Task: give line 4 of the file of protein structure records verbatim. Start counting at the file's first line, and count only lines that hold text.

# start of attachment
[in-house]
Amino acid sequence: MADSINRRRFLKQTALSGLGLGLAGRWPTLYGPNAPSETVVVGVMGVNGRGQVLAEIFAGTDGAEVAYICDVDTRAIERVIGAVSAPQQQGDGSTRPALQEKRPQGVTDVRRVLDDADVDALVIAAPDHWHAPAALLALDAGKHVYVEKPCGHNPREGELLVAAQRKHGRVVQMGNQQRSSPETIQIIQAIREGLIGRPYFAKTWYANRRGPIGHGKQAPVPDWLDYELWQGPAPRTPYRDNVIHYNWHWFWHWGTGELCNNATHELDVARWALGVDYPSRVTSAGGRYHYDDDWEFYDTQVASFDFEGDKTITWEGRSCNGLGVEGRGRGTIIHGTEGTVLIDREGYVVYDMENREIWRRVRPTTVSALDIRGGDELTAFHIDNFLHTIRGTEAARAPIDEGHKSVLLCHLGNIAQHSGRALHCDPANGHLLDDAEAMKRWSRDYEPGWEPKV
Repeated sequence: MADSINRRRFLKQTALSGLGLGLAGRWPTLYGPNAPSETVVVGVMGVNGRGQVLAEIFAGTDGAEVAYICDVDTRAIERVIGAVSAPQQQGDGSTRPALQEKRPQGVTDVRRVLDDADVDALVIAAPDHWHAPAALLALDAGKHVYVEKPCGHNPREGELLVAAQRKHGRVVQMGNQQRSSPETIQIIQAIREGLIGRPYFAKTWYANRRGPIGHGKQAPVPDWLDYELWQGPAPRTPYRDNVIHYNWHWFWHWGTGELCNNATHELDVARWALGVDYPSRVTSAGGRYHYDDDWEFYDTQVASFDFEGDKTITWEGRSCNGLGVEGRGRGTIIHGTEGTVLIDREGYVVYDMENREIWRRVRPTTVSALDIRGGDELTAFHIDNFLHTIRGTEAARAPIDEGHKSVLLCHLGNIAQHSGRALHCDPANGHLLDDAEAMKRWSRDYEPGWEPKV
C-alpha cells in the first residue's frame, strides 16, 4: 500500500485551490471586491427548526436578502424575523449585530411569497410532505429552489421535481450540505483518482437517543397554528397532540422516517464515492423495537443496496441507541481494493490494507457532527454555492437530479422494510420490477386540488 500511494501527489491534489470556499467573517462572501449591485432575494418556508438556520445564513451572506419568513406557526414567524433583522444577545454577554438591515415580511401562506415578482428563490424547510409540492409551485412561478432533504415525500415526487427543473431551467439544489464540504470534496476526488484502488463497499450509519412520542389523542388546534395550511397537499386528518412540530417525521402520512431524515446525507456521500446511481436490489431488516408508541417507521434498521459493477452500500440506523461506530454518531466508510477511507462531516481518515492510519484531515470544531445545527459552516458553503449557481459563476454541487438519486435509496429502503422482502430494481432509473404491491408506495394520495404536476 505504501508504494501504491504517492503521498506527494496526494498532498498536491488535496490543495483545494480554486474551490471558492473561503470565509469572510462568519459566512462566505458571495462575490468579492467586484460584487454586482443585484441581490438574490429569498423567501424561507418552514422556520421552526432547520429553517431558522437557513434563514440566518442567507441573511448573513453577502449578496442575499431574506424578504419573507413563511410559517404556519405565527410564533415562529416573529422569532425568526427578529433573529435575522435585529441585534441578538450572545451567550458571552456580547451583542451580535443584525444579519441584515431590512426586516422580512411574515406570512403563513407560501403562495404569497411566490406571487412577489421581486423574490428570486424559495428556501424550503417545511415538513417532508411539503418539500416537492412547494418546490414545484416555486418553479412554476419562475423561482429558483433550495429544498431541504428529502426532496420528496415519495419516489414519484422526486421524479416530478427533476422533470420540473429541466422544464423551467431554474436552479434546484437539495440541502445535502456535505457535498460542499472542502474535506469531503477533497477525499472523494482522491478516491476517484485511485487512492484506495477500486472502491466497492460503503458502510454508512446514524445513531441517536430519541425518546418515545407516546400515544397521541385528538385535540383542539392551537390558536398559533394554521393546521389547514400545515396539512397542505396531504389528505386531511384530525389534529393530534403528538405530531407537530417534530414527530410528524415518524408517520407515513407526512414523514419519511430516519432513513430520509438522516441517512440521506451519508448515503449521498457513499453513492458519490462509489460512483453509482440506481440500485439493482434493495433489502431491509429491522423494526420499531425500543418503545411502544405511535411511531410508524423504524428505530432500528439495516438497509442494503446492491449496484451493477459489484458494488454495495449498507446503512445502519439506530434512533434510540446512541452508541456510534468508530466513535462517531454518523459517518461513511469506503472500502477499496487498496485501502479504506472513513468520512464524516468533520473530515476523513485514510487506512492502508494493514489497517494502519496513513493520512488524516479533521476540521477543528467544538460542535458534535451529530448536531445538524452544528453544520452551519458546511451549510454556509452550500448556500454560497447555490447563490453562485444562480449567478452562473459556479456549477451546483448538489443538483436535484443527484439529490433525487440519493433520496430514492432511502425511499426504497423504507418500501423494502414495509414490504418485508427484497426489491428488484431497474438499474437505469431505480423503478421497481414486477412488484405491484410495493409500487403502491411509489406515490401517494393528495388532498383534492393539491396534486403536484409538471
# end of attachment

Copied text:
C-alpha cells in the first residue's frame, strides 16, 4: 500500500485551490471586491427548526436578502424575523449585530411569497410532505429552489421535481450540505483518482437517543397554528397532540422516517464515492423495537443496496441507541481494493490494507457532527454555492437530479422494510420490477386540488 500511494501527489491534489470556499467573517462572501449591485432575494418556508438556520445564513451572506419568513406557526414567524433583522444577545454577554438591515415580511401562506415578482428563490424547510409540492409551485412561478432533504415525500415526487427543473431551467439544489464540504470534496476526488484502488463497499450509519412520542389523542388546534395550511397537499386528518412540530417525521402520512431524515446525507456521500446511481436490489431488516408508541417507521434498521459493477452500500440506523461506530454518531466508510477511507462531516481518515492510519484531515470544531445545527459552516458553503449557481459563476454541487438519486435509496429502503422482502430494481432509473404491491408506495394520495404536476 505504501508504494501504491504517492503521498506527494496526494498532498498536491488535496490543495483545494480554486474551490471558492473561503470565509469572510462568519459566512462566505458571495462575490468579492467586484460584487454586482443585484441581490438574490429569498423567501424561507418552514422556520421552526432547520429553517431558522437557513434563514440566518442567507441573511448573513453577502449578496442575499431574506424578504419573507413563511410559517404556519405565527410564533415562529416573529422569532425568526427578529433573529435575522435585529441585534441578538450572545451567550458571552456580547451583542451580535443584525444579519441584515431590512426586516422580512411574515406570512403563513407560501403562495404569497411566490406571487412577489421581486423574490428570486424559495428556501424550503417545511415538513417532508411539503418539500416537492412547494418546490414545484416555486418553479412554476419562475423561482429558483433550495429544498431541504428529502426532496420528496415519495419516489414519484422526486421524479416530478427533476422533470420540473429541466422544464423551467431554474436552479434546484437539495440541502445535502456535505457535498460542499472542502474535506469531503477533497477525499472523494482522491478516491476517484485511485487512492484506495477500486472502491466497492460503503458502510454508512446514524445513531441517536430519541425518546418515545407516546400515544397521541385528538385535540383542539392551537390558536398559533394554521393546521389547514400545515396539512397542505396531504389528505386531511384530525389534529393530534403528538405530531407537530417534530414527530410528524415518524408517520407515513407526512414523514419519511430516519432513513430520509438522516441517512440521506451519508448515503449521498457513499453513492458519490462509489460512483453509482440506481440500485439493482434493495433489502431491509429491522423494526420499531425500543418503545411502544405511535411511531410508524423504524428505530432500528439495516438497509442494503446492491449496484451493477459489484458494488454495495449498507446503512445502519439506530434512533434510540446512541452508541456510534468508530466513535462517531454518523459517518461513511469506503472500502477499496487498496485501502479504506472513513468520512464524516468533520473530515476523513485514510487506512492502508494493514489497517494502519496513513493520512488524516479533521476540521477543528467544538460542535458534535451529530448536531445538524452544528453544520452551519458546511451549510454556509452550500448556500454560497447555490447563490453562485444562480449567478452562473459556479456549477451546483448538489443538483436535484443527484439529490433525487440519493433520496430514492432511502425511499426504497423504507418500501423494502414495509414490504418485508427484497426489491428488484431497474438499474437505469431505480423503478421497481414486477412488484405491484410495493409500487403502491411509489406515490401517494393528495388532498383534492393539491396534486403536484409538471